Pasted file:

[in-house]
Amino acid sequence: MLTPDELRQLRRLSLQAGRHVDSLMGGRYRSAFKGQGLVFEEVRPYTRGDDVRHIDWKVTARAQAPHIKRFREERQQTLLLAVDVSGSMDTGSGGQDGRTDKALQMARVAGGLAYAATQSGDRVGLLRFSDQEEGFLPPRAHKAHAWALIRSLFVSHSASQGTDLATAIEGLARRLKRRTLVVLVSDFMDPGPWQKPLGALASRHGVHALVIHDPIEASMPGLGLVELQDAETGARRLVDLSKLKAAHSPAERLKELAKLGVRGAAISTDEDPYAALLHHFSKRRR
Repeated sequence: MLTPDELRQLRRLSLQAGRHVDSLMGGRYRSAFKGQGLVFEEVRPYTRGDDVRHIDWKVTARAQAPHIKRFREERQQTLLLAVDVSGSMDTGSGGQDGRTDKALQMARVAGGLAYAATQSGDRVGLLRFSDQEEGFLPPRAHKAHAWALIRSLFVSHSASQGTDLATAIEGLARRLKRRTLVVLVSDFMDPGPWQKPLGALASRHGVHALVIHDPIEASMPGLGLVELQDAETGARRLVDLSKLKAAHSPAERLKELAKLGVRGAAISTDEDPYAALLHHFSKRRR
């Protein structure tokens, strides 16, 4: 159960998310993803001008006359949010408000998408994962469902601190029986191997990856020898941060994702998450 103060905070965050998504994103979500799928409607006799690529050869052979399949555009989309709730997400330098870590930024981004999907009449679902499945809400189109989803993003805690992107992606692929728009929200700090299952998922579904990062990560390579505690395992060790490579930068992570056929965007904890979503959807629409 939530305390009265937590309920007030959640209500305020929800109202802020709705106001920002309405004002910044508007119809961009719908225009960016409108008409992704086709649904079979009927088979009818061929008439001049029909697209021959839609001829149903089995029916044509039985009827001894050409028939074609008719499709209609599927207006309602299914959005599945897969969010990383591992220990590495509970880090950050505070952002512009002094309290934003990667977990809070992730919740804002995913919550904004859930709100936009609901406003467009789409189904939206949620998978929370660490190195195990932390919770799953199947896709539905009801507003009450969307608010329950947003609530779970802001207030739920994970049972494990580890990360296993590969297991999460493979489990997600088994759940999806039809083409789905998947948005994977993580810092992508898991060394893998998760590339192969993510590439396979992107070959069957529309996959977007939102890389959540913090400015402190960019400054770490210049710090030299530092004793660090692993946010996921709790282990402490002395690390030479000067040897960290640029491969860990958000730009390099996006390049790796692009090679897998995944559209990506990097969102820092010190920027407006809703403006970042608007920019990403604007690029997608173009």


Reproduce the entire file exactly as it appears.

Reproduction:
[in-house]
Amino acid sequence: MLTPDELRQLRRLSLQAGRHVDSLMGGRYRSAFKGQGLVFEEVRPYTRGDDVRHIDWKVTARAQAPHIKRFREERQQTLLLAVDVSGSMDTGSGGQDGRTDKALQMARVAGGLAYAATQSGDRVGLLRFSDQEEGFLPPRAHKAHAWALIRSLFVSHSASQGTDLATAIEGLARRLKRRTLVVLVSDFMDPGPWQKPLGALASRHGVHALVIHDPIEASMPGLGLVELQDAETGARRLVDLSKLKAAHSPAERLKELAKLGVRGAAISTDEDPYAALLHHFSKRRR
Repeated sequence: MLTPDELRQLRRLSLQAGRHVDSLMGGRYRSAFKGQGLVFEEVRPYTRGDDVRHIDWKVTARAQAPHIKRFREERQQTLLLAVDVSGSMDTGSGGQDGRTDKALQMARVAGGLAYAATQSGDRVGLLRFSDQEEGFLPPRAHKAHAWALIRSLFVSHSASQGTDLATAIEGLARRLKRRTLVVLVSDFMDPGPWQKPLGALASRHGVHALVIHDPIEASMPGLGLVELQDAETGARRLVDLSKLKAAHSPAERLKELAKLGVRGAAISTDEDPYAALLHHFSKRRR
């Protein structure tokens, strides 16, 4: 159960998310993803001008006359949010408000998408994962469902601190029986191997990856020898941060994702998450 103060905070965050998504994103979500799928409607006799690529050869052979399949555009989309709730997400330098870590930024981004999907009449679902499945809400189109989803993003805690992107992606692929728009929200700090299952998922579904990062990560390579505690395992060790490579930068992570056929965007904890979503959807629409 939530305390009265937590309920007030959640209500305020929800109202802020709705106001920002309405004002910044508007119809961009719908225009960016409108008409992704086709649904079979009927088979009818061929008439001049029909697209021959839609001829149903089995029916044509039985009827001894050409028939074609008719499709209609599927207006309602299914959005599945897969969010990383591992220990590495509970880090950050505070952002512009002094309290934003990667977990809070992730919740804002995913919550904004859930709100936009609901406003467009789409189904939206949620998978929370660490190195195990932390919770799953199947896709539905009801507003009450969307608010329950947003609530779970802001207030739920994970049972494990580890990360296993590969297991999460493979489990997600088994759940999806039809083409789905998947948005994977993580810092992508898991060394893998998760590339192969993510590439396979992107070959069957529309996959977007939102890389959540913090400015402190960019400054770490210049710090030299530092004793660090692993946010996921709790282990402490002395690390030479000067040897960290640029491969860990958000730009390099996006390049790796692009090679897998995944559209990506990097969102820092010190920027407006809703403006970042608007920019990403604007690029997608173009």